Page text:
The Climate Diet
Trail Runner|Spring 2021
AN ATHLETE’S GUIDE TO CLIMATE-FRIENDLY EATING.
Zoë Rom

Most athletes are keenly aware of how what they eat affects their performance. But how does it affect the environment?

The science behind food’s climate footprint can feel confusing, and the problem of climate change overwhelming. But, taking just a few simple steps to alter your eating habits can have a big impact.

The Problems

Roughly one-third of global greenhouse gas emissions come from food production, and about half of that comes from animal agriculture. Food production also taps about 70 percent of usable freshwater and occupies 40 percent of global land.

Food production is the largest factor threatening species with extinction, according to a 2017 study published in the journal Nature, contributing to deforestation, desertification, eutrophication (an excess of nutrients in water due to runoff), coastal damage and degradation of reefs and marine ecosystems. Agriculture isn’t just a driver of climate change, but also a victim of its shifting conditions as the climate grows less stable and increasingly unpredictable.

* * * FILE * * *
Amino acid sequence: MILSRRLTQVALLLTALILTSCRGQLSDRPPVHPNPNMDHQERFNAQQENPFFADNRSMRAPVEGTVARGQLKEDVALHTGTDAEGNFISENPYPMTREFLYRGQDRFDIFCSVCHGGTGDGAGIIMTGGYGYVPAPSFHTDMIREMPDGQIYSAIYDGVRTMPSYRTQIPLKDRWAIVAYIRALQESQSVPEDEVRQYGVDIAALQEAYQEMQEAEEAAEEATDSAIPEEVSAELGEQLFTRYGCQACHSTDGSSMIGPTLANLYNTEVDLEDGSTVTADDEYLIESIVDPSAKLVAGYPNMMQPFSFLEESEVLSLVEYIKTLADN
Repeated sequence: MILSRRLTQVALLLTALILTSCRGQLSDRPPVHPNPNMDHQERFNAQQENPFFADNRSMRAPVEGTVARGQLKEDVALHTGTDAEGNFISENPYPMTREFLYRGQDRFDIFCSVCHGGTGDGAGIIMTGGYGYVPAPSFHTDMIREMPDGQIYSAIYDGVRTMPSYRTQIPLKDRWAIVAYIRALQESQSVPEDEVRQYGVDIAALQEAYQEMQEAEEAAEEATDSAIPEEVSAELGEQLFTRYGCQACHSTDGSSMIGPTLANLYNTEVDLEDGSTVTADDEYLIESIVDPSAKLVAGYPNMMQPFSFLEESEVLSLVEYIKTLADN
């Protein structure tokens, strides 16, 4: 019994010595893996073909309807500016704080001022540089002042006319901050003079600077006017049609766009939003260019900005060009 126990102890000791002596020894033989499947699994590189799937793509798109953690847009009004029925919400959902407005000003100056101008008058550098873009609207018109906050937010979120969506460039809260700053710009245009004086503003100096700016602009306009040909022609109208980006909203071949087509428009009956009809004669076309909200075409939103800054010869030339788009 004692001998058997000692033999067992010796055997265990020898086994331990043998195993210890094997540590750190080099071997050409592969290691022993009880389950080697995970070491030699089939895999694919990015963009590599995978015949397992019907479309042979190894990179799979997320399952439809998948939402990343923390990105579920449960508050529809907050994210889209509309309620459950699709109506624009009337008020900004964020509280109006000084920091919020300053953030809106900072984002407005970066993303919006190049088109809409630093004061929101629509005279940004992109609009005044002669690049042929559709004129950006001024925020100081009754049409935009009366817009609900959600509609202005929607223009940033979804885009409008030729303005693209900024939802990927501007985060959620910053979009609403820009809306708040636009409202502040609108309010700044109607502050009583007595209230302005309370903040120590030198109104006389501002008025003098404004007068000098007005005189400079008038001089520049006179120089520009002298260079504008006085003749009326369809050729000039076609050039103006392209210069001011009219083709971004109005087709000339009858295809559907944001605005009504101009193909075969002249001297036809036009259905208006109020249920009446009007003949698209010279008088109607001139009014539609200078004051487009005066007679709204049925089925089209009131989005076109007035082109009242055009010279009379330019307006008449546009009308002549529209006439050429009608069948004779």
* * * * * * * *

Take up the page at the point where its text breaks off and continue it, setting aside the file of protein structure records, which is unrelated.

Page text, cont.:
As Jonathan Safran Foer wrote in his book, We Are The Weather, “Changing how we eat will not be enough, on its own, to save the planet, but we cannot save the planet without changing how we eat.”

While global food systems as they exist may not be sustainable, there is hope. Because three times a day (or more, athletes are hungry!), we trail runners can rethink this relationship to the planet, starting with what’s on your plate.

Experts have identified two simple actions as being the most impactful— minimizing food waste and reducing consumption of animal products.

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